2/22 BYU San Diego 7 pm
1–31 SDSU Month 2/25 New Mexico San Diego 2 pm
7 Study Abroad Fair, Centennial Walkway, 10 am - 3 pm 3/2 Wyoming Laramie, WY 7 pm
10 Last day of classes before spring recess. 3/7–11 Mountain West Conference Pepsi Center (Denver, CO) TBA
10–19 All residence halls close (except Villa Alvarado and University Towers) Championships
for spring recess****
13–18 Spring recess
15 Café de Color, Cross Cultural Center (CCC) in Aztec Center, 5pm 1/27 Alumni Tony Gwynn Stadium TBA
20 Classes resume 2/1–4 Hawaii Honolulu 6:35 pm
2/10 Santa Clara Santa Clara 6 pm
23 Internships, Summer Jobs and Volunteering Fair, Centennial Mall,
9:30 am – 2 pm 2/11–12 Santa Clara Santa Clara 1 pm
2/17 Cal Poly Tony Gwynn Stadium 6 pm
28–30 Spring Fiesta!
2/18–19 Cal Poly Tony Gwynn Stadium 1 pm
31 Cesar Chavez Day. Campus closed.
2/21 USC Los Angeles 6 pm
2/24–25 UC Irvine Irvine 6 pm
2/26 UC Irvine Tony Gwynn Stadium 1 pm
3-10 Greek Week 2/28 USC Tony Gwynn Stadium 6 pm
7–16 Side Man, Don Powell Experimental Theatre*** 3/3 Pepperdine Tony Gwynn Stadium 6 pm
8 Explore SDSU: Open House, 8 am – 4 pm, SDSU Campus. An open 3/4-5 Pepperdine Tony Gwynn Stadium 1 pm
house showcasing what makes SDSU such a powerhouse university. 3/7 Cal State Fullerton Fullerton 6 pm
12 Education Fair, Montezuma Hall. Prospective teachers are invited to 3/10 San Diego San Diego 2 pm
meet representatives from California, and other school districts. 3/11 San Diego Tony Gwynn Stadium 6 pm
19 Café de Color, Cross Cultural Center (CCC) in Aztec Center, 5 pm 3/12 San Diego San Diego 1 pm
25 Diversity Fair, Centennial Mall, 9:30 am – 2 pm. Students can learn 3/14–15 Oklahoma State Stillwater, OK 6:30 pm
about traditional and non-traditional careers with employers. 3/17 UCLA Los Angeles 6 pm
28–May 7 The Cherry Orchard, Don Powell Experimental Theatre*** 3/18 UCLA Los Angeles 2 pm
3/19 UCLA Los Angeles 1 pm
* For more information visit the Office of Financial Aid & Scholarships at 3/24 Pacific Tony Gwynn Stadium 6 pm
www.sdsu.edu/scholarship or call (619) 594-6323. 3/25–26 Pacific Tony Gwynn Stadium 1 pm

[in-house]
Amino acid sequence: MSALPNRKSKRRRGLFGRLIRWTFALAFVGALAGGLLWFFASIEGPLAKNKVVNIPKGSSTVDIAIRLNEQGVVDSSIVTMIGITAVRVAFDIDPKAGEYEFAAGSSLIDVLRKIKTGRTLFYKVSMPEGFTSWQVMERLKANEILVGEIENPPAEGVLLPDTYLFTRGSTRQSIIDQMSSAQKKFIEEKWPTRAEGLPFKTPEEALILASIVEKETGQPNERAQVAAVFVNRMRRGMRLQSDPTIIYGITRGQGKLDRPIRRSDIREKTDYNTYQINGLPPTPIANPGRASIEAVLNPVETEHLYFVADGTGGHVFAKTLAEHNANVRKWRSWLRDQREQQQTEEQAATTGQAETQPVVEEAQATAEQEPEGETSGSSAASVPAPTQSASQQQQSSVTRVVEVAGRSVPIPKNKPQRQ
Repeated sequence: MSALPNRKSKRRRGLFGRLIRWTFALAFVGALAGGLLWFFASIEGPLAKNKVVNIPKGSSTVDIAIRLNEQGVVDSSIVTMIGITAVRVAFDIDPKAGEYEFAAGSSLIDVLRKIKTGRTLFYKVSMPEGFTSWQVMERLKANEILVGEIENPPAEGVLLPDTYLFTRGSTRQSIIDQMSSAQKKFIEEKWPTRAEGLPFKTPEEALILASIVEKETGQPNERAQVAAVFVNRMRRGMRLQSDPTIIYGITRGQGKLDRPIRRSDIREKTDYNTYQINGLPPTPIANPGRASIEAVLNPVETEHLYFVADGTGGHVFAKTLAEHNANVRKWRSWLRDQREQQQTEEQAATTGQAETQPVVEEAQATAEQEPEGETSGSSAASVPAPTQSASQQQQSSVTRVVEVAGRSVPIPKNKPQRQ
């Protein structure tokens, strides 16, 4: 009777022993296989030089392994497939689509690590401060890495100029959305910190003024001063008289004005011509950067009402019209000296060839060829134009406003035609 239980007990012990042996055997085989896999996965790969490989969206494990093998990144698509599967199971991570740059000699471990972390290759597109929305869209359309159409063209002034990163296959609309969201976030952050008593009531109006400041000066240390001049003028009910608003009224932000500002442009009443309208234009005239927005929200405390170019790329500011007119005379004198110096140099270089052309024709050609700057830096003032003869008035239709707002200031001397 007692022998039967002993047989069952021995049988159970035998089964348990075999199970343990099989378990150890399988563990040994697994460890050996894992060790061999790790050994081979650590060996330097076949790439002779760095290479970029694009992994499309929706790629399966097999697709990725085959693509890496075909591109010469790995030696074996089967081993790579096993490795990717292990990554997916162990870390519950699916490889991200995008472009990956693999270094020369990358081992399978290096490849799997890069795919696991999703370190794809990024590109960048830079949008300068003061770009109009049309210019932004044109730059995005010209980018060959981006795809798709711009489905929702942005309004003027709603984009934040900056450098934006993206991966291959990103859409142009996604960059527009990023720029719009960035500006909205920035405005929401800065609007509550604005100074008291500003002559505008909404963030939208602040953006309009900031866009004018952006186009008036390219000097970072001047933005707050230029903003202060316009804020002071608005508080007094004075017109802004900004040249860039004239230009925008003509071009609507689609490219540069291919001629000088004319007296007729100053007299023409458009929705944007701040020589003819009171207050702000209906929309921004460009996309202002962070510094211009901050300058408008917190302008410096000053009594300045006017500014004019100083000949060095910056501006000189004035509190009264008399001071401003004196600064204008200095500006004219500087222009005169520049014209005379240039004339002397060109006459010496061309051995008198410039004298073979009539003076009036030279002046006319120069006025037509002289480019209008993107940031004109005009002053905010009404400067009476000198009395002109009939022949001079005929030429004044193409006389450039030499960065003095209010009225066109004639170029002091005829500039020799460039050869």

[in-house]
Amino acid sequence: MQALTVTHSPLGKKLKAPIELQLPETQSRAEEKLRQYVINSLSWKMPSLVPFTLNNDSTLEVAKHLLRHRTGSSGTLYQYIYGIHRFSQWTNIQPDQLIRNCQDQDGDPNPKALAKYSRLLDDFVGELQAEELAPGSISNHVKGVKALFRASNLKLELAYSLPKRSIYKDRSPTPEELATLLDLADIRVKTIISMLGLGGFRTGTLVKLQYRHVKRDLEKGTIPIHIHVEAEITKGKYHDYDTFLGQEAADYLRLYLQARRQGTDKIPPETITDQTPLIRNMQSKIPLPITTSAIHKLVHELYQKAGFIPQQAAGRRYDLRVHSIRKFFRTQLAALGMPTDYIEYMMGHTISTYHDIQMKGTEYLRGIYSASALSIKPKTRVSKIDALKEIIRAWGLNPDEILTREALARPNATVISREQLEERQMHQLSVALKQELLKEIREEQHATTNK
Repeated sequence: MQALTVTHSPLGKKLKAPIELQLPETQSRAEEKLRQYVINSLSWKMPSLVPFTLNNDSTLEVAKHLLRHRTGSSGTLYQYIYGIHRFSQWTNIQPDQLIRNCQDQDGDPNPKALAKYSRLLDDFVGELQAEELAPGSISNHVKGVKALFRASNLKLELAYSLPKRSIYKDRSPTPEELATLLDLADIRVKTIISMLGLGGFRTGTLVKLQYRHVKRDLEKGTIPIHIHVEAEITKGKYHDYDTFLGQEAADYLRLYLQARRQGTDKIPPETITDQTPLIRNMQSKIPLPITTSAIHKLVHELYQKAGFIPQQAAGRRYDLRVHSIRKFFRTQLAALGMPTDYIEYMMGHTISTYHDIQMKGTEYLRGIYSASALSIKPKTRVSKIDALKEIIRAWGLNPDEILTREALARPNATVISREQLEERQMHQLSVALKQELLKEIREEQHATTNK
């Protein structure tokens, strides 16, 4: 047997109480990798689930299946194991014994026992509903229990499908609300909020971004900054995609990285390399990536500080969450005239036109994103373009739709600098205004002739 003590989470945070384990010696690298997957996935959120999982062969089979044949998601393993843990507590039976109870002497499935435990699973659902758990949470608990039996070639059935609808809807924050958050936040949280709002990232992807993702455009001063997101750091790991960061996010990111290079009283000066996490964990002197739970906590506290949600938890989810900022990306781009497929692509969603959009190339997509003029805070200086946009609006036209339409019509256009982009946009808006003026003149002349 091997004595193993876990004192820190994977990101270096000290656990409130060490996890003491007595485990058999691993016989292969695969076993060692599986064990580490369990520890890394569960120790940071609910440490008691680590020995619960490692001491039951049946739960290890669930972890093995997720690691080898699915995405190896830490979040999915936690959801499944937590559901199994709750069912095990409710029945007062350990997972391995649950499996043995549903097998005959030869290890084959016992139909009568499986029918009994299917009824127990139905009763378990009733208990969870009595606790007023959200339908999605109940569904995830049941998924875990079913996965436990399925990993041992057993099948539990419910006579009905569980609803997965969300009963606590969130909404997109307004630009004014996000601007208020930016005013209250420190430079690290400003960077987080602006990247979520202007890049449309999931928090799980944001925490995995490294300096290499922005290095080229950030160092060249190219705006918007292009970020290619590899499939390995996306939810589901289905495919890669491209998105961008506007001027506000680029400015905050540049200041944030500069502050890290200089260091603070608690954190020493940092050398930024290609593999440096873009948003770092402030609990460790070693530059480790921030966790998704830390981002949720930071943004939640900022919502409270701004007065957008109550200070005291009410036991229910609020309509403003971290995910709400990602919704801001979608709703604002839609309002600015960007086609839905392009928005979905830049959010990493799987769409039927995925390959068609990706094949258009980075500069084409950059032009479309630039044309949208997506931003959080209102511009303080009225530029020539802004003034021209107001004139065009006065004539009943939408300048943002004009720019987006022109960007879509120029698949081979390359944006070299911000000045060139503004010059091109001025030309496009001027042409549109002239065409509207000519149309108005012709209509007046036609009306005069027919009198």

3/29 New Mexico Tony Gwynn Stadium 7 pm
** Call Aztec Shops at (619) 594-7640 regarding meal plans.
3/30 Utah Tony Gwynn Stadium 7 pm
*** For ticket and performance information please call the Don Powell Experimen- 4/1 TCU Tony Gwynn Stadium 7 pm
tal Theatre at (619) 594-6884. 4/2 UNLV Tony Gwynn Stadium TBA
**** For more information call the Office of Housing Administration (OHA) at (619) 4/4 Cal State Fullerton Tony Gwynn Stadium 6 pm
594-5742. 4/7 New Mexico Tony Gwynn Stadium 6 pm
4/8-9 New Mexico Tony Gwynn Stadium 1 pm
4/11 Long Beach State Tony Gwynn Stadium 6 pm
4/13–14 Utah Tony Gwynn Stadium 6pm
4/15 Utah Tony Gwynn Stadium 1 pm
SPRING 2006 SPORTS SCHEDULE 4/21 UNLV Las Vegas 6:30 pm
4/22 UNLV Las Vegas 2 pm
4/23 UNLV Las Vegas 1 pm
MEN’S BASKETBALL 4/25 Long Beach State Long Beach 6:30 pm
1/4 Colorado State Cox Arena 7:05 pm 4/28 TCU Tony Gwynn Stadium 6 pm
1/7 Air Force Colorado Springs 7:05 pm MST 4/29–30 TCU Tony Gwynn Stadium 1 pm
1/11 Utah Salt Lake City 7 pm 5/2 San Diego Tony Gwynn Stadium 6 pm
1/14 UNLV Cox Arena 7:05 pm PST 5/5 Air Force Colorado Springs 2 pm
1/18 TCU Fort Worth, TX 7:05 pm CST 5/6-7 Air Force Colorado Springs Noon
1/21 BYU Cox Arena 7:05 pm PST 5/9 UC Irvine Tony Gwynn Stadium 6 pm
1/25 New Mexico Cox Arena 7:05 pm PST 5/11–12 BYU Provo, Utah 7 pm
1/28 Wyoming Laramie, WY 2 pm MST 5/13 BYU Provo, UT 1 pm
2/4 Colorado State Fort Collins, CO 7 pm MST 5/16–18 Texas A&M Corpus Christi Tony Gwynn Stadium 6 pm
2/8 Air Force Cox Arena 7:05 pm MST
2/11 Utah Cox Arena *ESPN+Plus For more Athletics’ information, or to purchase tickets, visit www.goaztecs.com